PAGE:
It is of course, very easy to just cut ‘n paste the information, borrow the previews, just stick them here for you to digest, and indeed why the hell not? Opinions cost time and time is of the essence and Interweaving motifs and ideas from historical paintings with contemporary concerns, Lisa Wright’s work moves between and through different times. What a glorious Wednesday. Some days there’s time for a thought-out considered review (or a quickly thrown together no-time-to-proof-read places-to-be review) and sometimes words need to be ‘borrowed’, shared, cut, pasted down, stuck here with the strongest Pritt and left to inform about a forthcoming event that stimulates us enough to make us want to share it with you (we do this all for you you know), and Lisa Wright does have a certain refined understated style that makes us want to see this show in the flesh next week. Organ, in this blog-like form is simply about signposts and pointing you at things and today we wish to point you at Lisa Wright’s show at Gallery 8 next week (sw)
Interweaving motifs and ideas from historical paintings with contemporary concerns, Lisa Wright’s work moves between and through different times.
Often isolated, the figures within Wright’s paintings and drawings hover on the brink of adulthood. Their childish faces, flushed cheeks and rounded bellies are at odds with the fragments of formal, adult, decorative clothing – ribbons, ruffs and petticoats – that adorn their predominantly unclothed bodies. The complex, in-between era of puberty is explored through the emotional and physical vulnerability of the figures, and adolescent elegance, confidence, awkwardness and defiance are exposed.
Puberty heightens everything. Emotions are intensified, the insignificant is magnified and the importance of the presentation of the self, of body image, predominates. One can identify details within Wright’s paintings that are curiously heightened and often sensual: the bright red rim of an ear; a single translucent bow fixed to a naked chest; the uncomfortable shyness of the placing of a young girl’s clasped hands.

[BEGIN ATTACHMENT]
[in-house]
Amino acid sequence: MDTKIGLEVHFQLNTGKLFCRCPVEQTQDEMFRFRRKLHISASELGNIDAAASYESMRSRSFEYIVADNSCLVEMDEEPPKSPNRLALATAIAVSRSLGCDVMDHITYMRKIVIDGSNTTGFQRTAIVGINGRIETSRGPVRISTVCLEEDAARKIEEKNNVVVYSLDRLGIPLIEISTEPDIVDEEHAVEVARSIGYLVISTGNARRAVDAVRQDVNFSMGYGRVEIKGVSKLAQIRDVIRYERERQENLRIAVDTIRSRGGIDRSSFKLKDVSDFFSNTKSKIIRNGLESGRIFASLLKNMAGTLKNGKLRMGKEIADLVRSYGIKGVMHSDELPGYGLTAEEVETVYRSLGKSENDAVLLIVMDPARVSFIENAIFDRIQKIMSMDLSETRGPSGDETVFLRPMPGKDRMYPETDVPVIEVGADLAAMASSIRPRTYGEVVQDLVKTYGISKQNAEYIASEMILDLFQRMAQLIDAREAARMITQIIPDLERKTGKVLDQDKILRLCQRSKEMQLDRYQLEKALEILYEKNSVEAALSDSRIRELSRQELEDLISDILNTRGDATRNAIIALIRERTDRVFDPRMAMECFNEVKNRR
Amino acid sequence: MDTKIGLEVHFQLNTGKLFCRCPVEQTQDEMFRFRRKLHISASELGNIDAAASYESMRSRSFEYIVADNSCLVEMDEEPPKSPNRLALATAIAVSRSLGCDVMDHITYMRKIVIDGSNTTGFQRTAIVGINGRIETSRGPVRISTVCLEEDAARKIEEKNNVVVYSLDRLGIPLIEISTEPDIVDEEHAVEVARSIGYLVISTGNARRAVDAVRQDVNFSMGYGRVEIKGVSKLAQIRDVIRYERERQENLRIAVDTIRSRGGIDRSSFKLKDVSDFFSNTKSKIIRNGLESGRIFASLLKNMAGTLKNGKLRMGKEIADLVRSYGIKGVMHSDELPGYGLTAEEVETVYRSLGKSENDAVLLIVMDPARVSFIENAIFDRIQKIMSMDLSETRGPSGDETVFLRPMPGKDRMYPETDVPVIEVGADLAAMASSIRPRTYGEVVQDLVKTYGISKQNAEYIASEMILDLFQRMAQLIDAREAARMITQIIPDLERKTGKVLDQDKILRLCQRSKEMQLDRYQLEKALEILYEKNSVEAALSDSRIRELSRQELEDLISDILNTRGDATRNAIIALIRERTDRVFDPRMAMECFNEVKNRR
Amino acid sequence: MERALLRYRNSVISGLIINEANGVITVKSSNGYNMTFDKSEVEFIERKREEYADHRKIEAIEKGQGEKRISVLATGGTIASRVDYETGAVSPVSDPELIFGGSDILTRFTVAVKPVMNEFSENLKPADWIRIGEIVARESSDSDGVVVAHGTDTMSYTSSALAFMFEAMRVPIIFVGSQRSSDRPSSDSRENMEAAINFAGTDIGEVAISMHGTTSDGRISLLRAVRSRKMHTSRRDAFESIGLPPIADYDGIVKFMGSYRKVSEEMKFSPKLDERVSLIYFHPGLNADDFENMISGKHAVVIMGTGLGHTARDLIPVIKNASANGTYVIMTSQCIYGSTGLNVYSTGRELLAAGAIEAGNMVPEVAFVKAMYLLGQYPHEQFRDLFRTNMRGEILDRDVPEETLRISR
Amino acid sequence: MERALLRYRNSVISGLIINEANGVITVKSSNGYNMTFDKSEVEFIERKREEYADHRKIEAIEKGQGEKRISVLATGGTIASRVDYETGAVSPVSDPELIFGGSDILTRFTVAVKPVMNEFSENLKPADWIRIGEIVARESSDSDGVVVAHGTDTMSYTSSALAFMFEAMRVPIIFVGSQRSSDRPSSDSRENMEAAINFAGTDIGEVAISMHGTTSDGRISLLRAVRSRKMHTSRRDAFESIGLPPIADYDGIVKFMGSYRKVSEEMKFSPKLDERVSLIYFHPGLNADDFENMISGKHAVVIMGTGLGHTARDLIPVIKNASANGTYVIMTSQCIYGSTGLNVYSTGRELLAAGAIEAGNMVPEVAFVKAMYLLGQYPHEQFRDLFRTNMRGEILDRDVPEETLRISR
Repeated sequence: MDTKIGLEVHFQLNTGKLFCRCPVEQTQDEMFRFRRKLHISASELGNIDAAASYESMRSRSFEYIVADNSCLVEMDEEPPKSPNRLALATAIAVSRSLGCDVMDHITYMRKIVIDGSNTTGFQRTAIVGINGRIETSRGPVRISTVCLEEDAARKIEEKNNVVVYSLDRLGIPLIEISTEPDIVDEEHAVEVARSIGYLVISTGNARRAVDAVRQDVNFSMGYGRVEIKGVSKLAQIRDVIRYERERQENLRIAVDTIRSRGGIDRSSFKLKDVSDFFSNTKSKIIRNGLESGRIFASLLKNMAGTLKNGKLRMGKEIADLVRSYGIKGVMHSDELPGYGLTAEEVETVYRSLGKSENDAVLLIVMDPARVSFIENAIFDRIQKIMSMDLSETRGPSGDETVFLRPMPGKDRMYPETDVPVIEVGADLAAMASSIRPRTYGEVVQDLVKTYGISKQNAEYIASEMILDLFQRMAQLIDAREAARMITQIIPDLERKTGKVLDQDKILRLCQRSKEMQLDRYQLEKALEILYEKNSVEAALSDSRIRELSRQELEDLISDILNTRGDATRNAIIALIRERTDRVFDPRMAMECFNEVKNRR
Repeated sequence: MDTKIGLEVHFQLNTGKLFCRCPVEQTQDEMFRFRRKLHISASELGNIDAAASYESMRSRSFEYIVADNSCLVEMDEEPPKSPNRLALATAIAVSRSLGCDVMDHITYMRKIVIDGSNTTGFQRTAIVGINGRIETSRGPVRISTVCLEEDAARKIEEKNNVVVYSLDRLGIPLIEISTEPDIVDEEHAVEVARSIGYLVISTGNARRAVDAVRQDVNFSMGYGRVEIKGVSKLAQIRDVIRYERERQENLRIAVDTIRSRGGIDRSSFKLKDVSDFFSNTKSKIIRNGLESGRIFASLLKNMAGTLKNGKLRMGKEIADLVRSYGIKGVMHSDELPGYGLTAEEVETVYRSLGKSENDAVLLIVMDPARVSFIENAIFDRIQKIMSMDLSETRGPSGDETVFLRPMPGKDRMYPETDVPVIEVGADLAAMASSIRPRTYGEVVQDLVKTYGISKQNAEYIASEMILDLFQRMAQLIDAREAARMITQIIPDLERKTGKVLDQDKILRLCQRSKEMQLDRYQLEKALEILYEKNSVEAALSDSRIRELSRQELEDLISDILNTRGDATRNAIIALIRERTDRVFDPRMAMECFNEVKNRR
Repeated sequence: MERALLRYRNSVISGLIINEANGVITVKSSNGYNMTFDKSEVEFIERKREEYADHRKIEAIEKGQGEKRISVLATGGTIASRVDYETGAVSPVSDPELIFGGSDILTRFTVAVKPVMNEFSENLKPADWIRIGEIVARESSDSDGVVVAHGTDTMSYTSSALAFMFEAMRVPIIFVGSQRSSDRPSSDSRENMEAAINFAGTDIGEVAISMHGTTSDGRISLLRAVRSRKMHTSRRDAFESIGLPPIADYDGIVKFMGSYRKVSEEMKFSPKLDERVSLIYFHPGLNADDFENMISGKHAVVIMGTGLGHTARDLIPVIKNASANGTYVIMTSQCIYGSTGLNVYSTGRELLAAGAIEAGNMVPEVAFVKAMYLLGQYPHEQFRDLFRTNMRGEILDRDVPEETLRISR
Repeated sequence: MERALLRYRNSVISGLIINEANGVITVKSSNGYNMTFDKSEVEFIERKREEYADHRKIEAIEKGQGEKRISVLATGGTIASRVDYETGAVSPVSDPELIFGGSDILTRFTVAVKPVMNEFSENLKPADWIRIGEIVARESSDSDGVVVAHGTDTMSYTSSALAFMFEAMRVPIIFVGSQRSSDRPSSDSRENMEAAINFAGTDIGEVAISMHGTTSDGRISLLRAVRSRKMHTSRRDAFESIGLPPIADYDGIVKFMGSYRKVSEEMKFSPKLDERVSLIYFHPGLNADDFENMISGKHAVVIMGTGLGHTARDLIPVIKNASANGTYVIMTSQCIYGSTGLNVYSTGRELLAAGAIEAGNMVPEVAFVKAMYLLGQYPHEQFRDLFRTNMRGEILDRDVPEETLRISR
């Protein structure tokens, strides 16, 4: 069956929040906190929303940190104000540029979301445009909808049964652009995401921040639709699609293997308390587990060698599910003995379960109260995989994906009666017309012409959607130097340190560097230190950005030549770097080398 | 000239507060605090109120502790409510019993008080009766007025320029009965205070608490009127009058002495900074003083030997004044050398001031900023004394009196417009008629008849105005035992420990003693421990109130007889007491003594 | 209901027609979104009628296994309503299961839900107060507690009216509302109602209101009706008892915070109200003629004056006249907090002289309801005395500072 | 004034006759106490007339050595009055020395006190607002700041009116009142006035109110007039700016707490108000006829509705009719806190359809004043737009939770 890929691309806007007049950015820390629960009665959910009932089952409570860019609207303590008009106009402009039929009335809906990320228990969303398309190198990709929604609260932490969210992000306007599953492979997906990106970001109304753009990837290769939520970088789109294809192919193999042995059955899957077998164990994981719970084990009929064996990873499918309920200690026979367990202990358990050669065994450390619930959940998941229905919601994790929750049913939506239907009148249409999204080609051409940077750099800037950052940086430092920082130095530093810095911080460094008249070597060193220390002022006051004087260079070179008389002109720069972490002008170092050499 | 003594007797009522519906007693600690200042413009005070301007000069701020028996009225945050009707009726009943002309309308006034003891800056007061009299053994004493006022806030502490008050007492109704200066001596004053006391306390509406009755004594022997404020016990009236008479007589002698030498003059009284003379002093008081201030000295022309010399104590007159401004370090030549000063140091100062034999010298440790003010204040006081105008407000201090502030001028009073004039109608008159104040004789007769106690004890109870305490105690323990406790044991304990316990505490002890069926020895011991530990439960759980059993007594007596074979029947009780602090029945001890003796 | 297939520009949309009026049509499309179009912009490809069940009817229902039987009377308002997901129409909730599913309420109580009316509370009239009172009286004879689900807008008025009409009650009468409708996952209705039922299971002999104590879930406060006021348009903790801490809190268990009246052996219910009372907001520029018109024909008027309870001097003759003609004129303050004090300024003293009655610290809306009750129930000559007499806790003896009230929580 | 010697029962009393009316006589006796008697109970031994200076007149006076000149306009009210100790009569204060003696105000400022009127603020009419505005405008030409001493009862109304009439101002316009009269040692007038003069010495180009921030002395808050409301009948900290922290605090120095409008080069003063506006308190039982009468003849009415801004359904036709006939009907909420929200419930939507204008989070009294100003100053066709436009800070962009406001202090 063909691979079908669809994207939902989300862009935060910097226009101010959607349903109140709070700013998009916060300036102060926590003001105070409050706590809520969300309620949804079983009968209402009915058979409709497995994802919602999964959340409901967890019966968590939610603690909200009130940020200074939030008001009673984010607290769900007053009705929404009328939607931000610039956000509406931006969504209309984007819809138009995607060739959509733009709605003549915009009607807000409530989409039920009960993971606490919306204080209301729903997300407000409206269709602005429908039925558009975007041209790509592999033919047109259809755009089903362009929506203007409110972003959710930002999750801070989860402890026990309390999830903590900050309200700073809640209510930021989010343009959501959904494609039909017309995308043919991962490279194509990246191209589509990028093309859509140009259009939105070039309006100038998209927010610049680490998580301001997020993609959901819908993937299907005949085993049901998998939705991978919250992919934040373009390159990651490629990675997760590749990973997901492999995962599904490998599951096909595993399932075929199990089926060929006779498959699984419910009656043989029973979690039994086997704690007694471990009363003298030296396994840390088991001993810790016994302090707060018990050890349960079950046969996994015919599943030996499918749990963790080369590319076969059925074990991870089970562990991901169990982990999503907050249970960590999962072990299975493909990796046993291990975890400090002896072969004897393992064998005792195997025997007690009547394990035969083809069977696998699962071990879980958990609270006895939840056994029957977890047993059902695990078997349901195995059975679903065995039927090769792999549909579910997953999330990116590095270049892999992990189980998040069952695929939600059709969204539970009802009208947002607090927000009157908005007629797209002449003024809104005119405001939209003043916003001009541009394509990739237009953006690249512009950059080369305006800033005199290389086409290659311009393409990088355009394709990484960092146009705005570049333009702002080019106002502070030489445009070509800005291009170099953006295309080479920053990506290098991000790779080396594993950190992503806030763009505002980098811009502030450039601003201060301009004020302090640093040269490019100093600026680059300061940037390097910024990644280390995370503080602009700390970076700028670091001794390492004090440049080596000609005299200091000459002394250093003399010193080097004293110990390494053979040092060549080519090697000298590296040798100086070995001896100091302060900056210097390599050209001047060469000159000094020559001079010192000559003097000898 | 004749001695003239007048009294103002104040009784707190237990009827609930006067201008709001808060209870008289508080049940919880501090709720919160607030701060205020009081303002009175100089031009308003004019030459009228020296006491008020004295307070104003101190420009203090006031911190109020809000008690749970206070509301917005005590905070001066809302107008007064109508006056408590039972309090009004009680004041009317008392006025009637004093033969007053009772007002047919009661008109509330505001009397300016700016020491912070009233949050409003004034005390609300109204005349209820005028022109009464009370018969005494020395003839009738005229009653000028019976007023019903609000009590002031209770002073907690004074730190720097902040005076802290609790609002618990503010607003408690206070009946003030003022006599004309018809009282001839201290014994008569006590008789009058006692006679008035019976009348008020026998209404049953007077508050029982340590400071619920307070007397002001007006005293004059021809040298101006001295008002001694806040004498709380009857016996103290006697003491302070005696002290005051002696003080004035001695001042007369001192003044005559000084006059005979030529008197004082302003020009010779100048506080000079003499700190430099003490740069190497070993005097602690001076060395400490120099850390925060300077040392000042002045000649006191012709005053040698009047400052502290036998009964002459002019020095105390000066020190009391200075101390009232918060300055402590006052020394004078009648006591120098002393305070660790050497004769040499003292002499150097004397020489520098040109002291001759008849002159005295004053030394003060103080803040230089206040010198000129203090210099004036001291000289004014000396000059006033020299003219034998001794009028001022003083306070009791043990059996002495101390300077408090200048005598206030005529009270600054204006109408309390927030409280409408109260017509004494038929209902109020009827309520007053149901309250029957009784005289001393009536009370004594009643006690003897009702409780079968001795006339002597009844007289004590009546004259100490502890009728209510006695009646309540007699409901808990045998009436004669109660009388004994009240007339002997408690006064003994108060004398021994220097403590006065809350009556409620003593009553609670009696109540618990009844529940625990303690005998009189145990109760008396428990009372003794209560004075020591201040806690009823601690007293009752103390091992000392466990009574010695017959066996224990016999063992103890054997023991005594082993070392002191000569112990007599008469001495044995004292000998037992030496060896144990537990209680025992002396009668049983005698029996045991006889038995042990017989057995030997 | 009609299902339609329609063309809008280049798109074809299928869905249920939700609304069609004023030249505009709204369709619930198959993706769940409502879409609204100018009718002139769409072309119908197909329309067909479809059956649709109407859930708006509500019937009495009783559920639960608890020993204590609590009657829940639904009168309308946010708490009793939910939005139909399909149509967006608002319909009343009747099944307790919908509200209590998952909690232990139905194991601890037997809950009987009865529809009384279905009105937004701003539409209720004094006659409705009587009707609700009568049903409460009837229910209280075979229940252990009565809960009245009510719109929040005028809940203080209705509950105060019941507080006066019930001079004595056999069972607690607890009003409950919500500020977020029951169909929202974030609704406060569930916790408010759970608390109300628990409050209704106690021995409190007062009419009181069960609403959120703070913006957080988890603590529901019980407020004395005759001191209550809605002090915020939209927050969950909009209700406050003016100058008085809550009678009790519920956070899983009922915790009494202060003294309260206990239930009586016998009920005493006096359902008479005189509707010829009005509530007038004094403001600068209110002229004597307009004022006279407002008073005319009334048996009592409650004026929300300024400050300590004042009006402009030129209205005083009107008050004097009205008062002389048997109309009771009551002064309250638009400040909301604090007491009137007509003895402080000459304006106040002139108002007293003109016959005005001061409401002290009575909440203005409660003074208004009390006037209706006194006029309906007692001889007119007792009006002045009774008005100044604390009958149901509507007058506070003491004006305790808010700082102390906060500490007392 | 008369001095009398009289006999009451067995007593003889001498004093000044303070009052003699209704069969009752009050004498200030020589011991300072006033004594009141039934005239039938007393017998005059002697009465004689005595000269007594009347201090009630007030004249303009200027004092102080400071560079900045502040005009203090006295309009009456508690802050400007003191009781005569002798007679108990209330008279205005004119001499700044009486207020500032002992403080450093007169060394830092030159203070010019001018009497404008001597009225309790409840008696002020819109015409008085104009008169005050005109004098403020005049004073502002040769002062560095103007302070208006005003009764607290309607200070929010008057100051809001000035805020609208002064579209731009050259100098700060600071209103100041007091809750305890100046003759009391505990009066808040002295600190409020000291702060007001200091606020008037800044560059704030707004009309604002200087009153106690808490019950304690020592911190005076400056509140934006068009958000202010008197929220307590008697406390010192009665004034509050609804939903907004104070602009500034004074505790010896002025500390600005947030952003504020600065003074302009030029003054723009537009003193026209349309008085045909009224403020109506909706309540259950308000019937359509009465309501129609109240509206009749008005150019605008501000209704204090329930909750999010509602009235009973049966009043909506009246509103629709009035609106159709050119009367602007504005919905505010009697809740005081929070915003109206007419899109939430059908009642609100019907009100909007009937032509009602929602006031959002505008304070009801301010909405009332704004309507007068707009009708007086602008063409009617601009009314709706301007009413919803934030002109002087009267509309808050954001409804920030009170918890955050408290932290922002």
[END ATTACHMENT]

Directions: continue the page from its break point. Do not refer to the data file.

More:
Many of the figures wear simple black or white masks, reminiscent of Venetian carnival masks. These were held in place by the mouth, preventing eating, kissing and speaking, rendering the wearer somewhat passive and mute. Formally these devices ‘interrupt’ the figures and add to the paintings’ startling and unsettling focal points, emphasising the search for identity and construction of the self that is so critical during puberty. Likewise, the title of the exhibition, ‘The Unversed’, alludes to the figures lacking the language, skills and experience to express themselves or to describe their experiences adequately. Instead, emotions and ideas are untold: lives remaining in a state of anticipation and a state of potential.
Wright’s paintings are developed from a variety of sources. Drawings are made from life and (if necessary) from reproductions of historical paintings such as those by the eighteenth-century painters Pietro Longhi and Jean-Antoine Watteau and, most importantly from repeated drawing expeditions to study works in place at historical collections held by institutions like the National Gallery and the Wallace Collection.
Following these initial studies, ideas are then worked through in rigorous and intuitive drawing sessions, using different materials on different scales, both on paper and canvas. Her remarkable drawing skills and deft handling of paint are apparent in the use of thick, rich, buttery strokes, descriptive drips of paint, looser brushwork and extremely delicate, fine detailing. The effect is emphasised by Wright’s careful balancing of both figurative and abstracted elements, while her remarkably vivid and saturated palette locates the subjects in the present moment. (Words by Anneka French)